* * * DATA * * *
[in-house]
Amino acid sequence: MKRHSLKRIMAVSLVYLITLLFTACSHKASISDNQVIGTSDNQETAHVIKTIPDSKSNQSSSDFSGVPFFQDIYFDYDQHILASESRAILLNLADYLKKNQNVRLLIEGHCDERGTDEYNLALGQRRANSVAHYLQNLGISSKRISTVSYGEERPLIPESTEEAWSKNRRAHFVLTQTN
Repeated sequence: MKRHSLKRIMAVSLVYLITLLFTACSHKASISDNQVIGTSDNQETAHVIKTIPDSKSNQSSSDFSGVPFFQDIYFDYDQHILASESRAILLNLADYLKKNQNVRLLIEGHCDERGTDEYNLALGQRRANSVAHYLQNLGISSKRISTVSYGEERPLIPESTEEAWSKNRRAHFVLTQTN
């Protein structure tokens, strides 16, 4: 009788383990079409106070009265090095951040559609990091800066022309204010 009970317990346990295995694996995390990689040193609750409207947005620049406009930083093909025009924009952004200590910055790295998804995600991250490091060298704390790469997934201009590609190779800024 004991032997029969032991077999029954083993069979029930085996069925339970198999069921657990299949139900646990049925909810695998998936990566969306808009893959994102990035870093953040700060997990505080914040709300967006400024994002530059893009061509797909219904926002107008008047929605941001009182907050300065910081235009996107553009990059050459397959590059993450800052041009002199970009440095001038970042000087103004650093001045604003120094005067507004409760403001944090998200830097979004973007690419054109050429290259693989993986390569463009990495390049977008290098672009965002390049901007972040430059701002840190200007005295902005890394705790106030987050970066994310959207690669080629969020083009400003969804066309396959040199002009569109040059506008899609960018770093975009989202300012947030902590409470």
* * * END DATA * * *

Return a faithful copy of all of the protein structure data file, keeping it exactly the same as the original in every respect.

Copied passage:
[in-house]
Amino acid sequence: MKRHSLKRIMAVSLVYLITLLFTACSHKASISDNQVIGTSDNQETAHVIKTIPDSKSNQSSSDFSGVPFFQDIYFDYDQHILASESRAILLNLADYLKKNQNVRLLIEGHCDERGTDEYNLALGQRRANSVAHYLQNLGISSKRISTVSYGEERPLIPESTEEAWSKNRRAHFVLTQTN
Repeated sequence: MKRHSLKRIMAVSLVYLITLLFTACSHKASISDNQVIGTSDNQETAHVIKTIPDSKSNQSSSDFSGVPFFQDIYFDYDQHILASESRAILLNLADYLKKNQNVRLLIEGHCDERGTDEYNLALGQRRANSVAHYLQNLGISSKRISTVSYGEERPLIPESTEEAWSKNRRAHFVLTQTN
């Protein structure tokens, strides 16, 4: 009788383990079409106070009265090095951040559609990091800066022309204010 009970317990346990295995694996995390990689040193609750409207947005620049406009930083093909025009924009952004200590910055790295998804995600991250490091060298704390790469997934201009590609190779800024 004991032997029969032991077999029954083993069979029930085996069925339970198999069921657990299949139900646990049925909810695998998936990566969306808009893959994102990035870093953040700060997990505080914040709300967006400024994002530059893009061509797909219904926002107008008047929605941001009182907050300065910081235009996107553009990059050459397959590059993450800052041009002199970009440095001038970042000087103004650093001045604003120094005067507004409760403001944090998200830097979004973007690419054109050429290259693989993986390569463009990495390049977008290098672009965002390049901007972040430059701002840190200007005295902005890394705790106030987050970066994310959207690669080629969020083009400003969804066309396959040199002009569109040059506008899609960018770093975009989202300012947030902590409470």